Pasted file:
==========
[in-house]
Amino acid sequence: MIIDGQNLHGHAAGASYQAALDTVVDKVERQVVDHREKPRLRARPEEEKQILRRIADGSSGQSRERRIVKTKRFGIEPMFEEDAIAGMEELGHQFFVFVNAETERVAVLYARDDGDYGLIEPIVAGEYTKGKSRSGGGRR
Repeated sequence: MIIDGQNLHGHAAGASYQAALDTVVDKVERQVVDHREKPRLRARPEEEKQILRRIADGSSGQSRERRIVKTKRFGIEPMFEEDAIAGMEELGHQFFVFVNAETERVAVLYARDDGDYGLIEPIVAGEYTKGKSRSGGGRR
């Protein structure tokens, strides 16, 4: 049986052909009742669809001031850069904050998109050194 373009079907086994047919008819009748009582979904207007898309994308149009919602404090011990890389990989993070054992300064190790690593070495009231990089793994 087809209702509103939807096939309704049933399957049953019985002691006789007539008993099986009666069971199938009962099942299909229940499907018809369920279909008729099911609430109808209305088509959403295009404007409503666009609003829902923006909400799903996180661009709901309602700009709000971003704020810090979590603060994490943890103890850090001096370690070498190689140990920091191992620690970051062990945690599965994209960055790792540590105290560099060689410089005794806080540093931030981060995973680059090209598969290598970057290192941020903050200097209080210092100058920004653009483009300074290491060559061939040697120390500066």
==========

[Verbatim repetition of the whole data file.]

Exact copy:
[in-house]
Amino acid sequence: MIIDGQNLHGHAAGASYQAALDTVVDKVERQVVDHREKPRLRARPEEEKQILRRIADGSSGQSRERRIVKTKRFGIEPMFEEDAIAGMEELGHQFFVFVNAETERVAVLYARDDGDYGLIEPIVAGEYTKGKSRSGGGRR
Repeated sequence: MIIDGQNLHGHAAGASYQAALDTVVDKVERQVVDHREKPRLRARPEEEKQILRRIADGSSGQSRERRIVKTKRFGIEPMFEEDAIAGMEELGHQFFVFVNAETERVAVLYARDDGDYGLIEPIVAGEYTKGKSRSGGGRR
């Protein structure tokens, strides 16, 4: 049986052909009742669809001031850069904050998109050194 373009079907086994047919008819009748009582979904207007898309994308149009919602404090011990890389990989993070054992300064190790690593070495009231990089793994 087809209702509103939807096939309704049933399957049953019985002691006789007539008993099986009666069971199938009962099942299909229940499907018809369920279909008729099911609430109808209305088509959403295009404007409503666009609003829902923006909400799903996180661009709901309602700009709000971003704020810090979590603060994490943890103890850090001096370690070498190689140990920091191992620690970051062990945690599965994209960055790792540590105290560099060689410089005794806080540093931030981060995973680059090209598969290598970057290192941020903050200097209080210092100058920004653009483009300074290491060559061939040697120390500066």